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Does Pasture Reseeding Work?

By   /  August 25, 2014  /  1 Comment

It takes time and money, but the difference can boost your bottom line.

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Spud's herd in pasture.  Photo courtesy of Organic Valley

Spud’s herd in pasture. Photo courtesy of Organic Valley

Not long ago, we shared Lyle “Spud” Edwards’ Rules for Being a Successful Dairy Farmer.  Rule Number 2 was “Feed Them Well.”  I asked Spud to elaborate on that rule by describing the pasture reseeding he’s been doing as part of feeding his grass-based dairy herd.  So not long ago we talked by phone while he moved his dry cows.

Mid-May last year, Spud reseeded 6 acres, putting in 20 pounds per acre of perennial rye, fescue, Ladino clover seed, and some other mix. He got the seed from his friend, Jack Lazor, in a trade for use of a tractor and other favors, but I think he would have paid for it too. (Don’t tell Jack!) Seeing as Spud’s got an organic dairy farm, he’d have to buy organic seed at $3/lb or more, so the seed would have cost about $360.  Spud said he is really glad he did the reseeding, because now that pasture grows more feed. While 2014 has been an excellent pasture year, he noticed that the reseeded pasture grew faster than it would have otherwise.

Spud’s observation has also been demonstrated by researchers working in Ireland where perennial rye is the predominant grass. The researchers realized that more than half of the dairy farmers were reseeding some of their pastures each year, and wanted to see if there was any value in it. Unlike Spud, who simply drilled new seed into existing pasture, the Irish farmers were plowing up their existing pastures to reseed them starting with bare ground. This costs more, but studies showed that the loss of production when pastures were out of commission for renovation equaled the increased production in the following year. The researchers found that in 20 year-old pasture, yields were only  3.8 tons per acre (8.5 tonnes/hectare), compared to 5.8 tons per acre (13 tonnes/hectare) in the reseeded pasture. This added four grazing rotations through the reseeded pasture, for a total of ten grazing periods there.

Even using different methods, farmers in Ireland renovate for the same reasons Spud did. They want faster regrowth, better quality pasture, and more of it. Reseeding also helps boost production earlier and later in the season (the “shoulder periods”).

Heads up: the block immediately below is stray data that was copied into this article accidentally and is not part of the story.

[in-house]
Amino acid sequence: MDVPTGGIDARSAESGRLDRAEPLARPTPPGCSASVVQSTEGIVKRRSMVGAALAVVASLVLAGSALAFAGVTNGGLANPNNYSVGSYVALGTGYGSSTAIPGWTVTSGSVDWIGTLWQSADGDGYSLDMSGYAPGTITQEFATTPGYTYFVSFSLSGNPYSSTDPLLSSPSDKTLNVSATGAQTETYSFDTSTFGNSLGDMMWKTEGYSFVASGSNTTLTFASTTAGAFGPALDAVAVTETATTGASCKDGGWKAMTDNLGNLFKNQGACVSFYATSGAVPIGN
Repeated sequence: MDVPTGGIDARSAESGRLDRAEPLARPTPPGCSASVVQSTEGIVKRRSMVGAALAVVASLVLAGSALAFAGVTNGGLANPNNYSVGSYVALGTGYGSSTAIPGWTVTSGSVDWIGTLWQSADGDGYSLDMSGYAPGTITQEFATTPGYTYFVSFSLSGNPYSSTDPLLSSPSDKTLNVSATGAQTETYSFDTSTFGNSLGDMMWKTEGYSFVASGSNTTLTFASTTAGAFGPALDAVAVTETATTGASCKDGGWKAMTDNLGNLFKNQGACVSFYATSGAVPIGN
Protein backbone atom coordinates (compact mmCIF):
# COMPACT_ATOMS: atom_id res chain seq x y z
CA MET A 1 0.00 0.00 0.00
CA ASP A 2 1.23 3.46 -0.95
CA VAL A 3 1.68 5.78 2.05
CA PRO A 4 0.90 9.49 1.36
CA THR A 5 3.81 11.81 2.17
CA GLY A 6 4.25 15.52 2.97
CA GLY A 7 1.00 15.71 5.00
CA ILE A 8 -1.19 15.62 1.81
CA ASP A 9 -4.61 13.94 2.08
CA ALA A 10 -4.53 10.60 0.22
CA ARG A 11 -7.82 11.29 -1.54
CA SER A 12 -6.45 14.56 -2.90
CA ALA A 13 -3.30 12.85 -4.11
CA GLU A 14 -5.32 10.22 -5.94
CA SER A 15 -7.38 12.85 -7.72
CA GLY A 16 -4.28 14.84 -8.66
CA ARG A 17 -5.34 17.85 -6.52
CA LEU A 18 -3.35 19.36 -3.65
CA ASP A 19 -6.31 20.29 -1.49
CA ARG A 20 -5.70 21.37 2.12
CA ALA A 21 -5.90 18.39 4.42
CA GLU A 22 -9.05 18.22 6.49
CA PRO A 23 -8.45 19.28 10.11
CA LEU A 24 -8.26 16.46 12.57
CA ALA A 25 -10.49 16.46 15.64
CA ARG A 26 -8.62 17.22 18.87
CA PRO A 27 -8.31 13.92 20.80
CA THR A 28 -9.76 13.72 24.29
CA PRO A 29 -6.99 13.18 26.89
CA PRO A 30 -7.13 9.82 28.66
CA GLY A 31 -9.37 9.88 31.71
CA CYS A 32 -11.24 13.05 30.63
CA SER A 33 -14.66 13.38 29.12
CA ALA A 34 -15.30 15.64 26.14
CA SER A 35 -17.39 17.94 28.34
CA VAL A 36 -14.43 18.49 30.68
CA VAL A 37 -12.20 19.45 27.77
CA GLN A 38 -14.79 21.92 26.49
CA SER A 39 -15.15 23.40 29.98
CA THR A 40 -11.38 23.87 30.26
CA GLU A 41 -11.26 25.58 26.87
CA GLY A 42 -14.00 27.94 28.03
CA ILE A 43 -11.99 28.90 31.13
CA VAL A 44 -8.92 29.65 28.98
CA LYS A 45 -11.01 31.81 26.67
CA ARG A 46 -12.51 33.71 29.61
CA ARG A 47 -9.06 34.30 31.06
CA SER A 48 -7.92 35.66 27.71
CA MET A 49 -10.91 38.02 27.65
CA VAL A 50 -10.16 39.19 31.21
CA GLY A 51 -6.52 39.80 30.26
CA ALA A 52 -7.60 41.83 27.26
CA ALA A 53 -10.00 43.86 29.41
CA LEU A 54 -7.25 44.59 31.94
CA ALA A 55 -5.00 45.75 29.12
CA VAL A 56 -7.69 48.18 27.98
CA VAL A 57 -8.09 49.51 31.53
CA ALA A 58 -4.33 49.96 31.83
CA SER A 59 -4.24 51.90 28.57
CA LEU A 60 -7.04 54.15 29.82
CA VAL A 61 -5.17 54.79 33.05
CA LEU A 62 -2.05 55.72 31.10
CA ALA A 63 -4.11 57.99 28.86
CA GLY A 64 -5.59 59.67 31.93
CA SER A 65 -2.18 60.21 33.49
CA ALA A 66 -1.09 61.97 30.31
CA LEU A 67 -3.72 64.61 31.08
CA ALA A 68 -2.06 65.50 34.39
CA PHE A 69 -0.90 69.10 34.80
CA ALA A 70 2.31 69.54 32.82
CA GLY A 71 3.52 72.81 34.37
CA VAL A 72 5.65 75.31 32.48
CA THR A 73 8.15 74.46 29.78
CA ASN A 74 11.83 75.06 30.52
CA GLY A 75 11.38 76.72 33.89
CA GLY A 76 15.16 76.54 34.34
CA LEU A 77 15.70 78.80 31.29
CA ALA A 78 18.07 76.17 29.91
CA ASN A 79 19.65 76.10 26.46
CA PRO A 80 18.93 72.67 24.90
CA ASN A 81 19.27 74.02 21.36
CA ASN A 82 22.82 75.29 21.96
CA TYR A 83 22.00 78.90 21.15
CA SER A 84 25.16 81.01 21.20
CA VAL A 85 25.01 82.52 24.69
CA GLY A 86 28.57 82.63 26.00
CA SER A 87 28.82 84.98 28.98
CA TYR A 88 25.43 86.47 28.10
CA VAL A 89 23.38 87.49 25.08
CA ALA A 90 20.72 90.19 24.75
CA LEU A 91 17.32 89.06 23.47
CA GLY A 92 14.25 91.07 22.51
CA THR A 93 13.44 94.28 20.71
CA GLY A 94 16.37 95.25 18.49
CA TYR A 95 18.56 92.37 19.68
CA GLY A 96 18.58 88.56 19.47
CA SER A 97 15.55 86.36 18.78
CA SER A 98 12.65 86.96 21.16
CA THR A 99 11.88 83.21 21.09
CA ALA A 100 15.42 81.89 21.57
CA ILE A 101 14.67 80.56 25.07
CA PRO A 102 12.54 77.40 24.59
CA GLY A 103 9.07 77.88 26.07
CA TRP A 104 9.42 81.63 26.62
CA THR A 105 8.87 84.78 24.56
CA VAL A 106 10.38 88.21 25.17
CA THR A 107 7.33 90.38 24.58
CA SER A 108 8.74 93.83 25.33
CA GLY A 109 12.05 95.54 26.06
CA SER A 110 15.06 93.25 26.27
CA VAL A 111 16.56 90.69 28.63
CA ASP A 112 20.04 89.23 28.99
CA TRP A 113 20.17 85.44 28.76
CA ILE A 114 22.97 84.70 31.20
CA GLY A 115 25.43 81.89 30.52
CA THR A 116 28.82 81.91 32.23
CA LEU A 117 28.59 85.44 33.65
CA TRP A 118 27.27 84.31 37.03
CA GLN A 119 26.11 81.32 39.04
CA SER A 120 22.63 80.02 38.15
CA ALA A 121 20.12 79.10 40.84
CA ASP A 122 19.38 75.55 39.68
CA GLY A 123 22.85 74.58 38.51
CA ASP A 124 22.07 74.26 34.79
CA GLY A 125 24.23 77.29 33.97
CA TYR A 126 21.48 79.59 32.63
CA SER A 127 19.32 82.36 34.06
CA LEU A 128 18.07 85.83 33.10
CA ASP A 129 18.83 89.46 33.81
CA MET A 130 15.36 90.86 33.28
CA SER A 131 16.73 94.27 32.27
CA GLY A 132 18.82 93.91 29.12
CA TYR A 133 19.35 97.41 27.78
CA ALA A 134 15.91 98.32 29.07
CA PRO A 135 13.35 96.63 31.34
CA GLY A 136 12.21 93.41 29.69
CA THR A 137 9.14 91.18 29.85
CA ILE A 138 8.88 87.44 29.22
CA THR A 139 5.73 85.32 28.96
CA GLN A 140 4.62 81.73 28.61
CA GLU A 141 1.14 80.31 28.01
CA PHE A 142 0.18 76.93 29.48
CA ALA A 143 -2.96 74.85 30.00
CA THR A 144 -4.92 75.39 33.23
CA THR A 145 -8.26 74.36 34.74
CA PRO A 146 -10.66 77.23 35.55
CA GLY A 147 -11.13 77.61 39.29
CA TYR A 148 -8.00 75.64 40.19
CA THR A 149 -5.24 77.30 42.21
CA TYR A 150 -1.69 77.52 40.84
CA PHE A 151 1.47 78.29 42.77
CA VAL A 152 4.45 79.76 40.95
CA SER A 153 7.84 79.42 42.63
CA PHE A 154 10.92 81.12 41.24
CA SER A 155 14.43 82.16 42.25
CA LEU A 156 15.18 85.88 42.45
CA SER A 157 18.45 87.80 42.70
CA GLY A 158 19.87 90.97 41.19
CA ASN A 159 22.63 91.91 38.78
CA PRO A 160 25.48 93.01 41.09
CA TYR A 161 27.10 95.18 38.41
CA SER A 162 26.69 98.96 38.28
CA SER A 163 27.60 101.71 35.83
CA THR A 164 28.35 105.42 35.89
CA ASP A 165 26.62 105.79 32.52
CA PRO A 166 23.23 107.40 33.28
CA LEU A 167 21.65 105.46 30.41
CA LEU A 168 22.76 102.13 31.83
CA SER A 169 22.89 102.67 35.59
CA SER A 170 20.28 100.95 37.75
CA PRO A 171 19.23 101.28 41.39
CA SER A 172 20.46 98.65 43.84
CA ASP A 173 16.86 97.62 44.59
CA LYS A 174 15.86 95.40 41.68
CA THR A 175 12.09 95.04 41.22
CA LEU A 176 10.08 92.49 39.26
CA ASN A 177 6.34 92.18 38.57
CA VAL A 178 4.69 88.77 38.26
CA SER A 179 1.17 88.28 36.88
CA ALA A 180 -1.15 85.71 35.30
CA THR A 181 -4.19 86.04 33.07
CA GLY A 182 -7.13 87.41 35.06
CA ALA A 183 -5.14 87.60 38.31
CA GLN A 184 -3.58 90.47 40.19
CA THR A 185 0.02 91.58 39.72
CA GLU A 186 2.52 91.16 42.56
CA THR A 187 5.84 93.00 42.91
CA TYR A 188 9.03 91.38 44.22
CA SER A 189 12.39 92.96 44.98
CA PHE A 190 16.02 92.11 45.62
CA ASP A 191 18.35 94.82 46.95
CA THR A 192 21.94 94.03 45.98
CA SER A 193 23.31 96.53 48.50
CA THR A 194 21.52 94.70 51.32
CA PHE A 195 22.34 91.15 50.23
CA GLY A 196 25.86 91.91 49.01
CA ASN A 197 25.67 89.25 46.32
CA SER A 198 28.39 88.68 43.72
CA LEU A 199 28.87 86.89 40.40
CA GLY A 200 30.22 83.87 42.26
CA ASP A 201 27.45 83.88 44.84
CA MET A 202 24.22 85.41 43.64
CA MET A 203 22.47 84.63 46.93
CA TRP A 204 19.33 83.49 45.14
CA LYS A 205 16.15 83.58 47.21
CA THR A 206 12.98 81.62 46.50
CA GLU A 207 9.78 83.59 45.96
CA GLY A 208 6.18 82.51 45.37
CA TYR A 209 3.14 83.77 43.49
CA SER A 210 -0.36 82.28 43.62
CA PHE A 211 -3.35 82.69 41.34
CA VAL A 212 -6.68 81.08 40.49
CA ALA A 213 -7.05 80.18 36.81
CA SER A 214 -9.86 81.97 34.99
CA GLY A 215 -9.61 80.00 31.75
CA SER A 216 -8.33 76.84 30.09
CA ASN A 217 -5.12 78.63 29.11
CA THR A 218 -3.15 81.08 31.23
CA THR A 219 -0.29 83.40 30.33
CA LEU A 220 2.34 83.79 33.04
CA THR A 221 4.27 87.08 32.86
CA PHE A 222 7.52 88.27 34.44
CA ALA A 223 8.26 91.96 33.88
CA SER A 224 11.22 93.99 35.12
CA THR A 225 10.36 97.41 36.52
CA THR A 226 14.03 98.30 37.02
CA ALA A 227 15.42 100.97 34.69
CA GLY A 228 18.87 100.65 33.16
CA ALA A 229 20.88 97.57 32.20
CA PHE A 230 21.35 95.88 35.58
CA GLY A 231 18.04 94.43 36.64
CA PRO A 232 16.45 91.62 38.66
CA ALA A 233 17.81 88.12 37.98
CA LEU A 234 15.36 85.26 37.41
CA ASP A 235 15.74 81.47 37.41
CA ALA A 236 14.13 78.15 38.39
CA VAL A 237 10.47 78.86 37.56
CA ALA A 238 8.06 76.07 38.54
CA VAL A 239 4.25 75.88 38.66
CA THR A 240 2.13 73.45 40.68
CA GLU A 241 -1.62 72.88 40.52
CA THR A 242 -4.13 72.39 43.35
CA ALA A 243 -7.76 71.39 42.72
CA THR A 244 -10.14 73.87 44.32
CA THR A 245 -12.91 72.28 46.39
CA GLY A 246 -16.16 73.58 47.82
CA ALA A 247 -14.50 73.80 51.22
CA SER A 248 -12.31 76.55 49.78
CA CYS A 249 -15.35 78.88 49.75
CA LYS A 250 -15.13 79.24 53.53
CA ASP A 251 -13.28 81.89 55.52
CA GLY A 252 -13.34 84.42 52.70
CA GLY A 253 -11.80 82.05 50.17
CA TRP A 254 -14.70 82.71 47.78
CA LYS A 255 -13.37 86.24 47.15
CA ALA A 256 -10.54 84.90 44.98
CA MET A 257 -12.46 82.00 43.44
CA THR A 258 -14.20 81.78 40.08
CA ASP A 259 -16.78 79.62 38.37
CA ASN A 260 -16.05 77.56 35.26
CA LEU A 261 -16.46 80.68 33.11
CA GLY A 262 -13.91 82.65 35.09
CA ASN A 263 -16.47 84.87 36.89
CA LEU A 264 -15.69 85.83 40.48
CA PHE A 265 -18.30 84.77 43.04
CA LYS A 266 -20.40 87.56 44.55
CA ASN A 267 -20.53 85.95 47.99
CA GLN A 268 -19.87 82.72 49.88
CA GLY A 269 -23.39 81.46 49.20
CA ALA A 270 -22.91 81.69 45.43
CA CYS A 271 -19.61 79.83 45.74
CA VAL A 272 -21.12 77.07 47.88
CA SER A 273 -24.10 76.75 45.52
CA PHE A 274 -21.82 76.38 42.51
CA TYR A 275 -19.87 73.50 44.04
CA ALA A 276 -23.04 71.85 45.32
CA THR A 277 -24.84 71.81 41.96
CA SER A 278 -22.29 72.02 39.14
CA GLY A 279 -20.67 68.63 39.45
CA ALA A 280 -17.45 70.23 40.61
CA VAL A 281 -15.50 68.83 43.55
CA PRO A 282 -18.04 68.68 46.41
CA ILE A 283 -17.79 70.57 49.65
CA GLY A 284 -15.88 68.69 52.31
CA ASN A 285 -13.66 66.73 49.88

Timing reseeding is important. Spud reseeded his six acres in the spring, but about 70% of the farmers in Ireland reseeded in the autumn to try and address their feed needs.  The researchers there found some disadvantages to seeding in the autumn: Conditions deteriorate as soil temperatures drop and germination may be reduced. The earlier the reseeding is done, the more successful it is likely to be.

One of Spud's cows enjoying the fruits of his labors.  Photo courtesy of Warren Schultz and the Rodale Institute.

One of Spud’s cows enjoying the fruits of his labors. Photo courtesy of Warren Schultz and the Rodale Institute.

With his spring seeding, Spud hayed in July, when he did 2nd cut on all his other pastures.  The cows were back on it August, when the plants had developed strong enough roots to survive some tugging from cows chowing down, and they grazed it 2 times that first year. This year, they have grazed it about 4-5 times already, and they are due to go back in about a week.

Spud has 10 acres he’s planning to renovate this fall. They are full of sedge grass, which his cows won’t eat. The pastures had been wet, which is why the sedge filled in. Last year, he worked on the drainage, and they should support a range of forages. Reseeding will let him try out the new varieties that are constantly being developed, but you can bet there will be clover in whatever mix he chooses. Because, as Spud says, “Clover makes milk.”

For anyone thinking about reseeding, whether it’s renovating or just adding seed to an existing pasture, it’s important to look at two things first: soil health and pasture management. Reseeding might be worthwhile, but if there are soil health issues, such as low pH, or if pastures are being consistently overgrazed, you might just as well dig a hole and throw your money in.

We’ll be sharing more on pasture reseeding in future issues, so stay tuned.  And if there’s something special you want us to focus on for you, drop us a note!

 

 

 

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About the author

editor and contributor

Rachel's interest in sustainable agriculture and grazing has deep roots in the soil. She's been following that passion around the world, working on an ancient Nabatean farm in the Negev, and with farmers in West Africa's Niger. After returning to the US, Rachel received her M.S. and Ph.D. in agronomy and soil science from the University of Maryland. For her doctoral research, Rachel spent 3 years working with Maryland dairy farmers using management intensive grazing. She then began her work with grass farmers, a source of joy and a journey of discovery.

1 Comment

  1. Charlie Taplin says:

    I also seeded a pasture with similar mix and I don’t make milk commercial, I do make beef and I was surprised to see how fast it came back, I will be doing more “clover makes beef”.i

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